November 13, 2011, 4:55 pm
We return to guest blogger, historian and former Zenith provost Judith C. Brown. Her full biography and Part I of this series can be viewed here. Brown ended the first section of her essay by reflecting: “in the early 19th century, it was in the relative ‘backwater’ of the German universities as well as in the newer universities of Europe, where imagination and flexibility with regard to change were able to flourish, that we see the beginnings of the modern research university.” She then asked: “Are we in that kind of turning point in American higher education?” The answer is yes.
American higher education is at a major turning point. We are in the midst of enormous social, political, economic, and technological changes that are part of big long-term shifts in the economic and political position of the U.S. in the world, shifts that began several decades ago. While the U.S….
September 26, 2009, 2:48 pm
As the Obama administration clicks its worry beads over Iraq, Afghanistan, and the potential for a nuclear Iran, threats to democracy in our own hemisphere fight for attention as they often do. I call your attention to the fact that political violence in Honduras has escalated this week. Crowds gathering peacefully to demand that the President they elected be restored to office are being assaulted; some protesters have been killed, and many others have been arrested. The photo at left, taken in Tegucigalpa this week, is of a police surveillance helicopter. With new elections coming up in late November of this year, the stakes for democracy in Honduras are very high.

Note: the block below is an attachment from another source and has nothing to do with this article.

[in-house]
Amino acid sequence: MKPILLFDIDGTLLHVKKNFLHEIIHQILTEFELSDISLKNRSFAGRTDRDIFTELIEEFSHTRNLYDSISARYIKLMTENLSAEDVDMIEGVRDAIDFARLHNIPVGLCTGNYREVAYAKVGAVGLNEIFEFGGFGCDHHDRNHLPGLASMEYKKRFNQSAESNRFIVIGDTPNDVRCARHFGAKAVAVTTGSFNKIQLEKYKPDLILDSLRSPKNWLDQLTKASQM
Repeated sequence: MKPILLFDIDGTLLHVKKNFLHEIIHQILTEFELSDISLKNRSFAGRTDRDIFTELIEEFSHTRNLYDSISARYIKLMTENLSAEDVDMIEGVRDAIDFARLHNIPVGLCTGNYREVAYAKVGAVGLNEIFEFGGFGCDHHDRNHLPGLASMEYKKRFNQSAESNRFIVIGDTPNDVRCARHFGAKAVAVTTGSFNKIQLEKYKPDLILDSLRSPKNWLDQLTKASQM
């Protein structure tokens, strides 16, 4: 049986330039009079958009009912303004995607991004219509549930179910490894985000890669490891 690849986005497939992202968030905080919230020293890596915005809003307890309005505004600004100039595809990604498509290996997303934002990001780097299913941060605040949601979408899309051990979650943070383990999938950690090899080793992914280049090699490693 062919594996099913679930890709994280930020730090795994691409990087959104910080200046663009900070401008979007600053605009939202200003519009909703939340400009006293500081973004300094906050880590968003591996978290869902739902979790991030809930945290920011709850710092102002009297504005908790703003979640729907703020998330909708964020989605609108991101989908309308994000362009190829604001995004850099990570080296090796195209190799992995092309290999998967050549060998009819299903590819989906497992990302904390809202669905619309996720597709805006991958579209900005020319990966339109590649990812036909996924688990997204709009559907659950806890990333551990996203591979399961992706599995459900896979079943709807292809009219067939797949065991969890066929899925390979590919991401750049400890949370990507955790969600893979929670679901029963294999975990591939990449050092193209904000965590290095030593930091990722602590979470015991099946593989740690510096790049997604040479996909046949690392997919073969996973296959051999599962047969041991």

Many of you may recall that Manuel Zelaya was arrested by the military last summer, flown out of Honduras in his pajamas, and dumped like a bag of laundry. Roberto Michiletti, the choice of the country’s oligarchy,…
February 22, 2009, 5:28 pm
by Jarrod Hayes
A month ago, Stanley Fish wrote in his New York Times blog about the rise of the corporate university and the dark future for the Humanities. Last week, the Chronicle of Higher Education reported that the legislators in the State of Georgia object to funding faculty research ‘deemed unnecessary.’ This trend is disturbing and damaging, not only to the finest university system in the world, but also to the ability of universities to contribute to society in a meaningful way.
The Humanities and the varieties of research areas that arise out of these traditions are valuable in their own right, utilitarian concerns aside. Would we be better off today without the work of philosophers Jean-Jacques Rousseau, Immanuel Kant or Bertrand Russell? This point is not my central concern here however. What Fish laments, and the comments of the Georgia legislators imply, is that there …